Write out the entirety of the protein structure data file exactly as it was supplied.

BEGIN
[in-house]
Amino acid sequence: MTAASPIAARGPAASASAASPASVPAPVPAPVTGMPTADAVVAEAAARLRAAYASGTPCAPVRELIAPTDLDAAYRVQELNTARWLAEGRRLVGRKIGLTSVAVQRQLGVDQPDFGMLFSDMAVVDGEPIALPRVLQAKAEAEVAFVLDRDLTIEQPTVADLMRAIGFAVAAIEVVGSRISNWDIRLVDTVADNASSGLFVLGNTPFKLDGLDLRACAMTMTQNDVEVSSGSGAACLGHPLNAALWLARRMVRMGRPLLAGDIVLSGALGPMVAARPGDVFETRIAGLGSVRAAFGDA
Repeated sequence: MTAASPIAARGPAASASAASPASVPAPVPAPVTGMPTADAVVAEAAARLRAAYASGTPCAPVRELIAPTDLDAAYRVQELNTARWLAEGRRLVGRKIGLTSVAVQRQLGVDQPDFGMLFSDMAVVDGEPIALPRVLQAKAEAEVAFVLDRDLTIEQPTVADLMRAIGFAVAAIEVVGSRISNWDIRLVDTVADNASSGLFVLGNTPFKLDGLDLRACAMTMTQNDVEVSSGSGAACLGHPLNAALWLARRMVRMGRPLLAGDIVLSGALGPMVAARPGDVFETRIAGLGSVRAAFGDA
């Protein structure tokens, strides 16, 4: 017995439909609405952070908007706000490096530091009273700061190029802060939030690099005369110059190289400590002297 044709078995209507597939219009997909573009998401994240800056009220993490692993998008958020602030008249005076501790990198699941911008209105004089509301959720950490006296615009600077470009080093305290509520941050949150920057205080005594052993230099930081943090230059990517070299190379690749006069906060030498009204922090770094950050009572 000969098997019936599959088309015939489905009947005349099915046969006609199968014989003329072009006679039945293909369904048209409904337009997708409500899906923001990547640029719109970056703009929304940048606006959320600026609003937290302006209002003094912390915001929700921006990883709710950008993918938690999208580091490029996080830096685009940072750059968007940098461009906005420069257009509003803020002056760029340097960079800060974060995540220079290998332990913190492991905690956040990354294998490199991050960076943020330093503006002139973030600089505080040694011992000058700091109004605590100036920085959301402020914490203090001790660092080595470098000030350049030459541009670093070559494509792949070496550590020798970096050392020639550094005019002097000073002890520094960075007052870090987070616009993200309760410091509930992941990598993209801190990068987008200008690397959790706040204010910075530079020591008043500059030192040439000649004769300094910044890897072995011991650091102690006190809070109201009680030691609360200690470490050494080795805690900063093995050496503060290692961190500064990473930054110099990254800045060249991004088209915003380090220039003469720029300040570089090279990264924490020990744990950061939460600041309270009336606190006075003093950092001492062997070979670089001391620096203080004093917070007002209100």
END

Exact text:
[in-house]
Amino acid sequence: MTAASPIAARGPAASASAASPASVPAPVPAPVTGMPTADAVVAEAAARLRAAYASGTPCAPVRELIAPTDLDAAYRVQELNTARWLAEGRRLVGRKIGLTSVAVQRQLGVDQPDFGMLFSDMAVVDGEPIALPRVLQAKAEAEVAFVLDRDLTIEQPTVADLMRAIGFAVAAIEVVGSRISNWDIRLVDTVADNASSGLFVLGNTPFKLDGLDLRACAMTMTQNDVEVSSGSGAACLGHPLNAALWLARRMVRMGRPLLAGDIVLSGALGPMVAARPGDVFETRIAGLGSVRAAFGDA
Repeated sequence: MTAASPIAARGPAASASAASPASVPAPVPAPVTGMPTADAVVAEAAARLRAAYASGTPCAPVRELIAPTDLDAAYRVQELNTARWLAEGRRLVGRKIGLTSVAVQRQLGVDQPDFGMLFSDMAVVDGEPIALPRVLQAKAEAEVAFVLDRDLTIEQPTVADLMRAIGFAVAAIEVVGSRISNWDIRLVDTVADNASSGLFVLGNTPFKLDGLDLRACAMTMTQNDVEVSSGSGAACLGHPLNAALWLARRMVRMGRPLLAGDIVLSGALGPMVAARPGDVFETRIAGLGSVRAAFGDA
């Protein structure tokens, strides 16, 4: 017995439909609405952070908007706000490096530091009273700061190029802060939030690099005369110059190289400590002297 044709078995209507597939219009997909573009998401994240800056009220993490692993998008958020602030008249005076501790990198699941911008209105004089509301959720950490006296615009600077470009080093305290509520941050949150920057205080005594052993230099930081943090230059990517070299190379690749006069906060030498009204922090770094950050009572 000969098997019936599959088309015939489905009947005349099915046969006609199968014989003329072009006679039945293909369904048209409904337009997708409500899906923001990547640029719109970056703009929304940048606006959320600026609003937290302006209002003094912390915001929700921006990883709710950008993918938690999208580091490029996080830096685009940072750059968007940098461009906005420069257009509003803020002056760029340097960079800060974060995540220079290998332990913190492991905690956040990354294998490199991050960076943020330093503006002139973030600089505080040694011992000058700091109004605590100036920085959301402020914490203090001790660092080595470098000030350049030459541009670093070559494509792949070496550590020798970096050392020639550094005019002097000073002890520094960075007052870090987070616009993200309760410091509930992941990598993209801190990068987008200008690397959790706040204010910075530079020591008043500059030192040439000649004769300094910044890897072995011991650091102690006190809070109201009680030691609360200690470490050494080795805690900063093995050496503060290692961190500064990473930054110099990254800045060249991004088209915003380090220039003469720029300040570089090279990264924490020990744990950061939460600041309270009336606190006075003093950092001492062997070979670089001391620096203080004093917070007002209100």